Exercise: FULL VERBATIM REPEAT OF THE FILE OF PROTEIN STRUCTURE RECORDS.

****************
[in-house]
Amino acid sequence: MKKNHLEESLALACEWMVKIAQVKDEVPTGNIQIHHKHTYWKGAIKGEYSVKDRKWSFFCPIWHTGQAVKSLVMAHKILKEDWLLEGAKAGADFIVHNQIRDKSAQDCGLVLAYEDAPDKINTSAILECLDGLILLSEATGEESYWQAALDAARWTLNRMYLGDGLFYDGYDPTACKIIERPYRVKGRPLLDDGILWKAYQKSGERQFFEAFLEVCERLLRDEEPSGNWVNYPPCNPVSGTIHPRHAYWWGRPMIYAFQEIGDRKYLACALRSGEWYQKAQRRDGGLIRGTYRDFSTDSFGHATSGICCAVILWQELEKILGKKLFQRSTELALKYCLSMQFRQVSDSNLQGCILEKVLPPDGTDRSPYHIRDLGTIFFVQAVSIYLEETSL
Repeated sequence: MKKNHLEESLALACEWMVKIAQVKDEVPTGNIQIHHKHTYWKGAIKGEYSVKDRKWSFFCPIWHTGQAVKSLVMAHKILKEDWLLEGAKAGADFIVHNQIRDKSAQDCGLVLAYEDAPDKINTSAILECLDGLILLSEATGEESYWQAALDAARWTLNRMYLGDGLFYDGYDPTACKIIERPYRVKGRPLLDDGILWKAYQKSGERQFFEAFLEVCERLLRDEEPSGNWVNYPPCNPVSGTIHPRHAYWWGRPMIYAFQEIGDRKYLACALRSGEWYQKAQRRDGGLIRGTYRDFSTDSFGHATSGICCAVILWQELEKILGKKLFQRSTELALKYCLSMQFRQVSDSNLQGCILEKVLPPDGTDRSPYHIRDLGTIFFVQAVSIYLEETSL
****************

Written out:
[in-house]
Amino acid sequence: MKKNHLEESLALACEWMVKIAQVKDEVPTGNIQIHHKHTYWKGAIKGEYSVKDRKWSFFCPIWHTGQAVKSLVMAHKILKEDWLLEGAKAGADFIVHNQIRDKSAQDCGLVLAYEDAPDKINTSAILECLDGLILLSEATGEESYWQAALDAARWTLNRMYLGDGLFYDGYDPTACKIIERPYRVKGRPLLDDGILWKAYQKSGERQFFEAFLEVCERLLRDEEPSGNWVNYPPCNPVSGTIHPRHAYWWGRPMIYAFQEIGDRKYLACALRSGEWYQKAQRRDGGLIRGTYRDFSTDSFGHATSGICCAVILWQELEKILGKKLFQRSTELALKYCLSMQFRQVSDSNLQGCILEKVLPPDGTDRSPYHIRDLGTIFFVQAVSIYLEETSL
Repeated sequence: MKKNHLEESLALACEWMVKIAQVKDEVPTGNIQIHHKHTYWKGAIKGEYSVKDRKWSFFCPIWHTGQAVKSLVMAHKILKEDWLLEGAKAGADFIVHNQIRDKSAQDCGLVLAYEDAPDKINTSAILECLDGLILLSEATGEESYWQAALDAARWTLNRMYLGDGLFYDGYDPTACKIIERPYRVKGRPLLDDGILWKAYQKSGERQFFEAFLEVCERLLRDEEPSGNWVNYPPCNPVSGTIHPRHAYWWGRPMIYAFQEIGDRKYLACALRSGEWYQKAQRRDGGLIRGTYRDFSTDSFGHATSGICCAVILWQELEKILGKKLFQRSTELALKYCLSMQFRQVSDSNLQGCILEKVLPPDGTDRSPYHIRDLGTIFFVQAVSIYLEETSL